Andy Summers Shares The Police’s Secret To Making Their Albums Quickly
During a new interview with Total Guitar, guitarist Andy Summers talked about his perspective on music and his early inspirations. Summers revealed that improvisation has always been an important part of both his musical life and also the Police.
In their relatively short career of nine years, the Police still managed to leave a tremendous impact on the music world with their unique sound and global hits. They released only five albums throughout their recording career but all were strong records. The Police are one of the best-selling bands of all time with over 75 million records sale.
Sting is known for writing most of the band’s material but what gave them this unique sound was each band members’ dedicated contribution to their creative process. All the band members, Sting, Andy Summers, and Stewart Copeland put something out of themselves, which defined the band’s characteristic sound influenced by pop, rock, punk, reggae, and jazz.
During his recent interview, Andy Summers also reflected on the band’s music production process and revealed that improvisation was an essential component of the early days of the Police. Their records were never set out as they would always come up with something while jamming. They would always have different ideas and then develop them into something new. For Summers, this process was the reason how they could make their albums that quickly. They wouldn’t spend so much time in the studio as they were always open to improvisation and new additions to the records.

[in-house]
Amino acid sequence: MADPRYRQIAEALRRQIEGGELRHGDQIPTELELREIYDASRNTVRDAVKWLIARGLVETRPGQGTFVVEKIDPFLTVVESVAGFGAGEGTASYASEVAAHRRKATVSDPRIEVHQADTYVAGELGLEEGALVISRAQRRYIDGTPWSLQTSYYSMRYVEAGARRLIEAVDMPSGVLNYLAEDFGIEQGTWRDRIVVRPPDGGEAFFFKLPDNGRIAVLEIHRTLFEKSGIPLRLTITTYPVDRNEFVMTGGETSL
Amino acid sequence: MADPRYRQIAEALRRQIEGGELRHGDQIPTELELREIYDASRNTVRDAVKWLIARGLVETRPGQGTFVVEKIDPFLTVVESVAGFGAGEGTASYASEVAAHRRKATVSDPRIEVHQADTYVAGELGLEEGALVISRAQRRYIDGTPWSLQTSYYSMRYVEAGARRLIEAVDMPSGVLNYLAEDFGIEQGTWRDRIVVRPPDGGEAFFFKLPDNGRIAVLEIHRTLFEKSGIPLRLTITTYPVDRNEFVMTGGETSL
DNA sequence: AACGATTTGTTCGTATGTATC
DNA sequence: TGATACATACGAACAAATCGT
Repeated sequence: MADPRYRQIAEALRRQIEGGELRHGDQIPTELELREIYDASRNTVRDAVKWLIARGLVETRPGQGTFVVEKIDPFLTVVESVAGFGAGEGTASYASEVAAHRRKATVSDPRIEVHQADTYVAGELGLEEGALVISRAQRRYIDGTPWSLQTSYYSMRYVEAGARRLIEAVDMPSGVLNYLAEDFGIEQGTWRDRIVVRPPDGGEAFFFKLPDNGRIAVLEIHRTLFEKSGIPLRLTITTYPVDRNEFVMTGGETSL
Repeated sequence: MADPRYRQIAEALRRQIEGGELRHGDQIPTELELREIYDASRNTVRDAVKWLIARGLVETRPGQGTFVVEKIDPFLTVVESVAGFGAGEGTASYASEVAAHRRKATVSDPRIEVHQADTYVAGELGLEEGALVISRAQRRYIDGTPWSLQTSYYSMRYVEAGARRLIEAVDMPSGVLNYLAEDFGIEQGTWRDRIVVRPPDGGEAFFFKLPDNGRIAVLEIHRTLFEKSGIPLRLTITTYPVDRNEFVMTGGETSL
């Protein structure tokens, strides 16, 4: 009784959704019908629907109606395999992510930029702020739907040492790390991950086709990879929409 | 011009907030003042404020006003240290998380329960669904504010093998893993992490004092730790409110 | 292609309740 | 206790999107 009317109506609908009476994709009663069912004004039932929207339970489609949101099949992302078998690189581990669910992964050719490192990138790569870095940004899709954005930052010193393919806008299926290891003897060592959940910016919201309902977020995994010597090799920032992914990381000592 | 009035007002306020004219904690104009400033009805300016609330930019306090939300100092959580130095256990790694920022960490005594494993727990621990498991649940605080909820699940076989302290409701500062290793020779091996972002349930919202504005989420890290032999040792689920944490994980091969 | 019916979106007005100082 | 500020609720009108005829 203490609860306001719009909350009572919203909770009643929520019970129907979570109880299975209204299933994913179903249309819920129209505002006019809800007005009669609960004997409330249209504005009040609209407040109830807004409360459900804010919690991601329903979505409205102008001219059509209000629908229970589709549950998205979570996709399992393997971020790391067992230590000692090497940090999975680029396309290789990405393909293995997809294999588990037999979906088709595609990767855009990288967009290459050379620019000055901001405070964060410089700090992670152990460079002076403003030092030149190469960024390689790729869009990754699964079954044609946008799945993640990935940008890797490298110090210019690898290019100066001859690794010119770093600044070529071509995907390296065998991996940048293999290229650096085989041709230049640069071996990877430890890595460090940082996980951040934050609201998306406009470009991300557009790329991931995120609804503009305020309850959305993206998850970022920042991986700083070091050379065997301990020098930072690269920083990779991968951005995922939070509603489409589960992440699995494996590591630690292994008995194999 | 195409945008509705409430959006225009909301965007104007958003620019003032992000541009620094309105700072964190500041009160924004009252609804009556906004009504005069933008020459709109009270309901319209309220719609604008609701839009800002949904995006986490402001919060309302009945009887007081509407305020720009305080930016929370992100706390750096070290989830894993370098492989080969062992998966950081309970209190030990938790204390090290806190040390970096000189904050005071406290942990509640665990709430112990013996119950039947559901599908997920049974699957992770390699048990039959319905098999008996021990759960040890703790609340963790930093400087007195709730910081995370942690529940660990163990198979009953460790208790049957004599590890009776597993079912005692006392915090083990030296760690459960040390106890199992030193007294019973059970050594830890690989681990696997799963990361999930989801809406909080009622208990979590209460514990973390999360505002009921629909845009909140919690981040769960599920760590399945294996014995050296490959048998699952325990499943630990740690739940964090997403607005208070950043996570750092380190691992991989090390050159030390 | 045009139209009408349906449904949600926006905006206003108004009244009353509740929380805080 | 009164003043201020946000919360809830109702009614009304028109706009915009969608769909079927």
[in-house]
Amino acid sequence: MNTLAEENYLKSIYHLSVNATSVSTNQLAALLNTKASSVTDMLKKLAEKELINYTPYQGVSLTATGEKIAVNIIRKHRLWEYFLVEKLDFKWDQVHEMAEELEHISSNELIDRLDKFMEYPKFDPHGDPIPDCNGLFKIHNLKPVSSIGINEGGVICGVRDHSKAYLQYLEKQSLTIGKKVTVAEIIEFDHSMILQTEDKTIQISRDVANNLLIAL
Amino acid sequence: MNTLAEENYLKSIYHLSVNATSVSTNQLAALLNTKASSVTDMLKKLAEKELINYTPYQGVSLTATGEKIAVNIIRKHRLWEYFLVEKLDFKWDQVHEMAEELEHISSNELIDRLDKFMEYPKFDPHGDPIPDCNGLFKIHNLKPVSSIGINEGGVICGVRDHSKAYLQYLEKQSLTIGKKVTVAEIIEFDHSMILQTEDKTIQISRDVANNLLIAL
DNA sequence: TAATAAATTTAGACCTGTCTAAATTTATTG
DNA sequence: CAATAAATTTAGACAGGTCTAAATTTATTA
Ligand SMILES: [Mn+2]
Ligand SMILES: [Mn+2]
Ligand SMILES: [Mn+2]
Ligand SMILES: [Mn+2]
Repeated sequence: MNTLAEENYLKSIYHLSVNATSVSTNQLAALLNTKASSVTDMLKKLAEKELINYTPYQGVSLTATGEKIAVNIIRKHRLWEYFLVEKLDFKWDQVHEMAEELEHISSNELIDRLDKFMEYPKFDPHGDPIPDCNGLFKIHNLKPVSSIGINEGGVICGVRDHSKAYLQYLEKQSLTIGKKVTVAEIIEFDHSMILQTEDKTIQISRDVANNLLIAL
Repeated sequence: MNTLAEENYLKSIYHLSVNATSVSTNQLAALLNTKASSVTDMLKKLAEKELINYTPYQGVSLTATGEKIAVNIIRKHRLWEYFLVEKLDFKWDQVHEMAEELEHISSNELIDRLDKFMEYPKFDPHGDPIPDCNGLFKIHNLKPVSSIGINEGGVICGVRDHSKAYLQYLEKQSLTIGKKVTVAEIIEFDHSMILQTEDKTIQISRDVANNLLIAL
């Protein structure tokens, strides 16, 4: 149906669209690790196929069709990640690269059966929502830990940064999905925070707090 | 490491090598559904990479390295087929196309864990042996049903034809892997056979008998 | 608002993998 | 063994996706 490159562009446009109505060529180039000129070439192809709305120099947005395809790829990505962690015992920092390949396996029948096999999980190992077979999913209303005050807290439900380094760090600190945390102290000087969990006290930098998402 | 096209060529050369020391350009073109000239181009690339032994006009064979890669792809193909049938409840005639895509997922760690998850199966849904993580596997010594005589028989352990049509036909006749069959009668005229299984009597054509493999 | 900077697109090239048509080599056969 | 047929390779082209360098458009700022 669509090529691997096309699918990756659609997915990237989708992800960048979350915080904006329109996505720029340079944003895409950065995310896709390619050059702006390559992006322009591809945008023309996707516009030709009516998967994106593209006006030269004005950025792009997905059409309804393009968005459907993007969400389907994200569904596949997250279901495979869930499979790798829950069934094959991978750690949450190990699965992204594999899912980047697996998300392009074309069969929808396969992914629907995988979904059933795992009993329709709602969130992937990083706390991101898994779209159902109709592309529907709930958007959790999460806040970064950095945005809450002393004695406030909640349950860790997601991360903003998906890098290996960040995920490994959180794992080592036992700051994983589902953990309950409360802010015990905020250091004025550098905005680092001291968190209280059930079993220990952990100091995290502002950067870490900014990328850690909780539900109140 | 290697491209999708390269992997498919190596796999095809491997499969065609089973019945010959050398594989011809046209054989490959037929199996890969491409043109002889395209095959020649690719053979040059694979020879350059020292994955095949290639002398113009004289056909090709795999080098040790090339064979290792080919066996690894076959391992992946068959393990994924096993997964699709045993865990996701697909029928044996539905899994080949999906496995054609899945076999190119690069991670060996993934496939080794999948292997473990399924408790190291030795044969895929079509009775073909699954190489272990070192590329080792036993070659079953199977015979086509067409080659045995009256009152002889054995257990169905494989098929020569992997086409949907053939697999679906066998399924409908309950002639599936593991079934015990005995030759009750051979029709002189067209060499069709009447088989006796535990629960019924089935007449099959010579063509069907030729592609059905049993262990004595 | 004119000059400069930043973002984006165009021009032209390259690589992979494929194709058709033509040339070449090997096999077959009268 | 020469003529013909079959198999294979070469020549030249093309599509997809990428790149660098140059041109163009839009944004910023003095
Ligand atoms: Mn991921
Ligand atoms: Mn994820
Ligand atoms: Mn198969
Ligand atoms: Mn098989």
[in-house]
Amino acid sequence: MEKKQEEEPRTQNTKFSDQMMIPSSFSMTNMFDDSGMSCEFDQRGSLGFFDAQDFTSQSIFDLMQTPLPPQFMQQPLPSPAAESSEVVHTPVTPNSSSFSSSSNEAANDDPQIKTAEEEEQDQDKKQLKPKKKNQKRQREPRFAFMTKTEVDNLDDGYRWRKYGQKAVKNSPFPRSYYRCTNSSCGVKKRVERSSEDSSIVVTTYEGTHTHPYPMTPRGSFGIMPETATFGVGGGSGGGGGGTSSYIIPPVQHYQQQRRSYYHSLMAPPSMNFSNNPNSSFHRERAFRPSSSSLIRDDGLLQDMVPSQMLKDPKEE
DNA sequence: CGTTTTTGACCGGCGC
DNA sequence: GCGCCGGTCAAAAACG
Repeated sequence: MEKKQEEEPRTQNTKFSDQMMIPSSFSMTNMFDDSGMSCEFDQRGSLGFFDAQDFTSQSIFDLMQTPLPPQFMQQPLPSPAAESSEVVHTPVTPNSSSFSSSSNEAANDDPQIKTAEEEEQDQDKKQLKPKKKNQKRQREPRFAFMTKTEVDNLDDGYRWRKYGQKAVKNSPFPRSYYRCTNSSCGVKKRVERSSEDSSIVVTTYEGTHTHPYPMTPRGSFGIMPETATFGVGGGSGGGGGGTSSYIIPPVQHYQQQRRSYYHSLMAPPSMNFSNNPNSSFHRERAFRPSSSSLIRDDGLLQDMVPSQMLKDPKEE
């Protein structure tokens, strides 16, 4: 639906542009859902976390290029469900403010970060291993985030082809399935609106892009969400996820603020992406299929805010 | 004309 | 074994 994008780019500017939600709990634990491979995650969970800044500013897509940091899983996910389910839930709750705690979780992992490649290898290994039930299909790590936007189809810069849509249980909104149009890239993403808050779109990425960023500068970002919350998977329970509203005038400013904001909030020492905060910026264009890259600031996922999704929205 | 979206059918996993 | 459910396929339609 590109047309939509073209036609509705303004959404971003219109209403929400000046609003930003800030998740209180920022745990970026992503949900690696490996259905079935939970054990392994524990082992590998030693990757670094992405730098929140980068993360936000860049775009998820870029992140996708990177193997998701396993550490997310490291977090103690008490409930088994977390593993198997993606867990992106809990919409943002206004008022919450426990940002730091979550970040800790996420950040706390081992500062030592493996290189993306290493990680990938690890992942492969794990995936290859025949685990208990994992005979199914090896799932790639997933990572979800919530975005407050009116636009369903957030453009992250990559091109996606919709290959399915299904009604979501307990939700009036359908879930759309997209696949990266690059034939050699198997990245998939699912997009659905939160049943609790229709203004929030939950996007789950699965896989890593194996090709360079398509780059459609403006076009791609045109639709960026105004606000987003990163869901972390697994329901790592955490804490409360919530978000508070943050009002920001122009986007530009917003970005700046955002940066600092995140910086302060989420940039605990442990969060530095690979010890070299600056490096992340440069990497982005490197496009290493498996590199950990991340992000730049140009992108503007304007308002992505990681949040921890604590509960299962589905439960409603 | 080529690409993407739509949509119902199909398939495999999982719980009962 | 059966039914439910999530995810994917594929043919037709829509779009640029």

Andy Summers speaking on the band’s creative process:
“I learned it all by ear – I just slowed the record down and kept trying to get to the notes until I got the whole thing. That kind of stuff gets right into your soul and stays with you for the rest of your life. In the early days of the Police, there was a lot of improvisation. People think it was all set out, and it wasn’t; we were kind of making it up as we went along. We were always stretching ourselves and seeing where our chops could go.
In soundcheck, as long as the sound was there, we wouldn’t have to rehearse ‘Roxanne’ or the rest of the set. We would just jam and sometimes things would come out of it, and we’d come back to ideas and develop them into something. And we made our albums really quickly – we didn’t sit around laboring in the studio for a year at a time. Some bands would take two years to make an album and I’d think, ‘Why? Ours are made in five days!'”
As Andy Summers pointed out, his habit of improvisation was also a significant part of his playing style besides the band’s making process. He learned to play guitar by improvising while growing up. He would just listen to records, then slow them down and try to get the notes out of them. Summers thinks that this is a more permanent learning method as it sticks in the mind more easily.